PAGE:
The rates of mortality and morbidity remain high in surgery for acute type A dissection. There is controversy regarding the best cannulation strategy for achieving good clinical results. Each cannulation technique has different anatomical characteristics and a different flow pattern inside the aorta during cardiopulmonary bypass. Some adverse, clinically important outcomes may be related to events at this time. Femoral artery cannulation, axillary artery cannulation, and central aortic cannulation are the three major cannulation strategies that are adopted in many centers in the world. Accumulating results from comparative studies between right axillary artery cannulation and femoral artery cannulation show that right axillary artery cannulation is associated with better clinical outcomes. However, all of the studies have been retrospective, and few studies have compared the results of other combinations of cannulation strategies. Observational studies using newer monitoring techniques clearly show that no perfusion strategy is perfect or free from complications. In summary, the evidence is insufficient to make a strong recommendation regarding cannulation strategies. Based on the fairly consistent results of retrospective studies, more surgeons are tending to switch from a retrograde perfusion strategy to adopt an antegrade perfusion strategy. Regardless of the routine cannulation strategy that is adopted, careful monitoring and a swift response to adverse events are necessary. The further accumulation of evidence is warranted.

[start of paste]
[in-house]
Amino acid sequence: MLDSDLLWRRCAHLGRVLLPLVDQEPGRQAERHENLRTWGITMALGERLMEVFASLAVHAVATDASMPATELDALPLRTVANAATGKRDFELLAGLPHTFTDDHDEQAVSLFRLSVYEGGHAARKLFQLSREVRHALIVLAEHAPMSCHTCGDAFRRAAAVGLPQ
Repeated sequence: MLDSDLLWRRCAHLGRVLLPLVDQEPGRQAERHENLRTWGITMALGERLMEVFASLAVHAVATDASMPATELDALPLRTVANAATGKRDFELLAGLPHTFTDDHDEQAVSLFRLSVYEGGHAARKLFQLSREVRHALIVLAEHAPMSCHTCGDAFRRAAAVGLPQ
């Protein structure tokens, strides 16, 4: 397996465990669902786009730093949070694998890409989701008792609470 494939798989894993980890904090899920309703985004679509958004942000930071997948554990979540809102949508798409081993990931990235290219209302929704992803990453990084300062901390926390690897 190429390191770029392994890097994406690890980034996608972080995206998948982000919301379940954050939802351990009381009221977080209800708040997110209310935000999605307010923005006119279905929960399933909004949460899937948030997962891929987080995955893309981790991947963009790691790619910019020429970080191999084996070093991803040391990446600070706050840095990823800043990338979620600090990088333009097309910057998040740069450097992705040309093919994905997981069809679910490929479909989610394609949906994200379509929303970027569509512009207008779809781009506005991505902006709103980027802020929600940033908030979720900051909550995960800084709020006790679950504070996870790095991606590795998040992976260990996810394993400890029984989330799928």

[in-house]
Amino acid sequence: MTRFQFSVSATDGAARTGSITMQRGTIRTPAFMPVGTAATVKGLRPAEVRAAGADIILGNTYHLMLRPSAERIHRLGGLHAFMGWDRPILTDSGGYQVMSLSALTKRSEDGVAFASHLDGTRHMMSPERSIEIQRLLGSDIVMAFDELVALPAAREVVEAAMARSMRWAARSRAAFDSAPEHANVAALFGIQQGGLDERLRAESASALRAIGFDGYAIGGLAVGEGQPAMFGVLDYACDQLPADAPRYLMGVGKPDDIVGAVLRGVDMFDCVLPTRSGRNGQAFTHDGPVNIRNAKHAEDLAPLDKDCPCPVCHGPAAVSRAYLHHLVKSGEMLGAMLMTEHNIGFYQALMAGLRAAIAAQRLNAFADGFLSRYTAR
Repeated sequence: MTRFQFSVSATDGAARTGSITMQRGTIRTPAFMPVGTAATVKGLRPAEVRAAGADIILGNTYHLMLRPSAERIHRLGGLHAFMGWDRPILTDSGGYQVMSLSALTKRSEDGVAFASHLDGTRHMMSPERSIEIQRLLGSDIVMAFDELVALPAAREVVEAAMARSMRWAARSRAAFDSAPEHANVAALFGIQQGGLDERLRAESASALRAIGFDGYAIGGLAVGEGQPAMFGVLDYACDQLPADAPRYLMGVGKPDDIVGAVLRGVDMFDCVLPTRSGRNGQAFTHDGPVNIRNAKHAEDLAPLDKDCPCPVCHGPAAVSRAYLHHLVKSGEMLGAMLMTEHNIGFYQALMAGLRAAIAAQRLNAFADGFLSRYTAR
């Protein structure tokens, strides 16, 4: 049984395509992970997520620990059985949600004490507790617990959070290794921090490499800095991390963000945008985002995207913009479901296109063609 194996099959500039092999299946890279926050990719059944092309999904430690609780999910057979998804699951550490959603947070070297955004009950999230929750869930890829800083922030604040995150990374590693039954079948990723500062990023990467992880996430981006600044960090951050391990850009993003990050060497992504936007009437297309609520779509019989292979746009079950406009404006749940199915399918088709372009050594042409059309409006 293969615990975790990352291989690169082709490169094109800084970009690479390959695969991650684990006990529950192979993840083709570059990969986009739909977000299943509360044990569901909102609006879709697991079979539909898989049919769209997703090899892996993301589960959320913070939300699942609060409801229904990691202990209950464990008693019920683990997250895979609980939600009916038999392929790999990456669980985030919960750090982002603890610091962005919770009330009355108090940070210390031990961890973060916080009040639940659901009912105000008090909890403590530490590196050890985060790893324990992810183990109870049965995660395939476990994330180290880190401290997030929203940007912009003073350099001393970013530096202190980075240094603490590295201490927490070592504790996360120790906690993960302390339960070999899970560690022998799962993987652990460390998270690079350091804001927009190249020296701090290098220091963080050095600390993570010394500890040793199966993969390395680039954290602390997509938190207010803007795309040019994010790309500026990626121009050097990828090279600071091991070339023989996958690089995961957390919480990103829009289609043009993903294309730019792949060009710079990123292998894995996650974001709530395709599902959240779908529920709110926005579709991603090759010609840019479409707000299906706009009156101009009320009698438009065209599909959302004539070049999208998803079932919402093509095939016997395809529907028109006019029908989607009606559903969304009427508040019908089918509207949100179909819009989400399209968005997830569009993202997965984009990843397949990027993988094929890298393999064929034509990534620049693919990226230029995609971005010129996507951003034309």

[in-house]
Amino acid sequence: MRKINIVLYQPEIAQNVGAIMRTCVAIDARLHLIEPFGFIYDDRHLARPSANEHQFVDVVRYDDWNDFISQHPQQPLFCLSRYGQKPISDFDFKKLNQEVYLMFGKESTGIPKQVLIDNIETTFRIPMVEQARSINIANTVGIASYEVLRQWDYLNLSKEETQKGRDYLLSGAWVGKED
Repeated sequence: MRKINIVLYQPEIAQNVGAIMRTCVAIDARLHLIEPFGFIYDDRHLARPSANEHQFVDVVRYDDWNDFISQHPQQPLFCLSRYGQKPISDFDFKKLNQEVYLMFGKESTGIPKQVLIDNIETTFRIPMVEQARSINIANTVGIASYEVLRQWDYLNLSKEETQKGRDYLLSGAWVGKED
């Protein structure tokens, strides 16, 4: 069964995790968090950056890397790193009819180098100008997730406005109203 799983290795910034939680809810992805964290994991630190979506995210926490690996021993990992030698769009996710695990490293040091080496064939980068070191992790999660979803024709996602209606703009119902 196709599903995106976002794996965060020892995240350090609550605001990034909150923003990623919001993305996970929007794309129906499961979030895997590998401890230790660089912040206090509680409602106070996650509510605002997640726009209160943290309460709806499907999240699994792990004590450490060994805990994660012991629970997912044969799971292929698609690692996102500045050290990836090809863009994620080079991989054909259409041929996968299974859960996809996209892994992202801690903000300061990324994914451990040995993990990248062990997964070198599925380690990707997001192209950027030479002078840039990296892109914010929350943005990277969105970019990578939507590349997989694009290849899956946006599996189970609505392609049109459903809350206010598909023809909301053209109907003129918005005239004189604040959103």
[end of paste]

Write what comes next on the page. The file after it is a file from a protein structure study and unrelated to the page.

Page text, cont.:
All Science Journal Classification (ASJC) codes
- Pulmonary and Respiratory Medicine
- Cardiology and Cardiovascular Medicine